Change it! No wait, Leave it Alone!


We’ve used two major system management paradigms for SQL Server: The Microsoft Management Console (MMC) and the Visual Studio shared components. In early versions of SQL Server, we had Enterprise Manager for most management tasks from a graphical standpoint and Query Analyzer (QA) for command entry. This suited some people fine – many told us they “never used anything other than QA”. But even more people told us that splitting the tools didn’t make sense – they wanted everything in one place. So we took the decision to move to SQL Server Management Studio (SSMS). Some people liked the decision, others didn’t. The point is, we did make a change. And even in the subsequent versions, we’re asked to change where this click or that icon lives.


But above and beyond what you click on the left that shows up on the right, there are two overiding concerns I have. One is consistency. If I click on the right for the OK button, I always want it on the right. The second thing is effeciency. I want to click as few times as possible to make something happen.


There are problems created with these goals, however. Consistency means things can’t change – even when they are wrong. Hey, even the keyboard we use in the US is based on a design from over a hundred years ago, and I’ve even heard stories that it was intentionally designed to slow typists down so they wouldn’t jam up the keys! So whenever we fix something, we make a change, which breaks the consistency.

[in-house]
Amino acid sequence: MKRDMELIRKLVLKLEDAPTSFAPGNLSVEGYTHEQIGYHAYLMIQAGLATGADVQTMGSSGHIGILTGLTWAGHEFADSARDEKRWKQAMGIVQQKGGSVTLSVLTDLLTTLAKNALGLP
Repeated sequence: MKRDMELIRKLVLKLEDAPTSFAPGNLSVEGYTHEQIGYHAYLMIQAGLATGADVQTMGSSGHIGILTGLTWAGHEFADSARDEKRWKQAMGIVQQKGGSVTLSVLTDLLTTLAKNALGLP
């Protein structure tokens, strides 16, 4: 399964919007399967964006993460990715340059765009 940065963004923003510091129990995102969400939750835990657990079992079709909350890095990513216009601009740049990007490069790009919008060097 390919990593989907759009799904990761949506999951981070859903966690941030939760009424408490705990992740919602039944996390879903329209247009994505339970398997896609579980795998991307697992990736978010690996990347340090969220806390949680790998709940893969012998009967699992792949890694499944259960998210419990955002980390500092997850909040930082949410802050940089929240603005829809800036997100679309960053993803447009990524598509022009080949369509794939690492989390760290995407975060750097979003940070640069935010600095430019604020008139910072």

On the efficiency standpoint, having fewer clicks means fewer choices. But since you may want to actually specifiy where a backup goes, for instance, we have to provide that option, which slows you down and clutters the screen. So we do both. We have some choices that perform several operations at once, and then we let you edit it with a powerful set of tools after. That’s the paradigm that you see in SQL Server Integration Services (SSIS).


So when you see your favorite icon or right-click menu item move around, know that we’ve thought about it a lot, and lots of people have told us what they think about it. We’re trying to “un-jam the keys”, if you will.

Comments (6)

  1. Garry Trinder says:

    I more wish you first fix trivial bugs like (reported and confirmed by MS) the one that you still cannot edit the content of columns that have dots (".") in their column names.

    That sucks soooooooo much.

  2. BuckWoody says:

    Good feeback – have you posted this on the "Connect" site? Bugs get tracked and voted on there, as I mentioned, and we fix the ones that we see most often and that have the highest impact.

  3. rsocol says:

    Of course it’s on the Connect site:

    https://connect.microsoft.com/SQLServer/feedback/ViewFeedback.aspx?FeedbackID=127144

    But Bill Ramos said it would be fixed only in Katmai… Really, how hard would it be to fix it in SQL 2005 SP3 ? It’s just a couple of brackets that need to be in the right place !

    And there are other trivial interface bugs that really need to be fixed, for example:

    https://connect.microsoft.com/SQLServer/feedback/ViewFeedback.aspx?FeedbackID=270645

    (with it’s duplicates: 156985, 275240, etc). This bugs should be fixed in the next service pack, not in the next release!

    Please, focus on fixing the bugs first, and then move the buttons around.

    Razvan Socol

    SQL Server MVP

  4. BuckWoody says:

    I hear you. It’s a matter of time and resources, and when in the cycle we can drop the code we’re getting ready to ship and take care of the issues like these.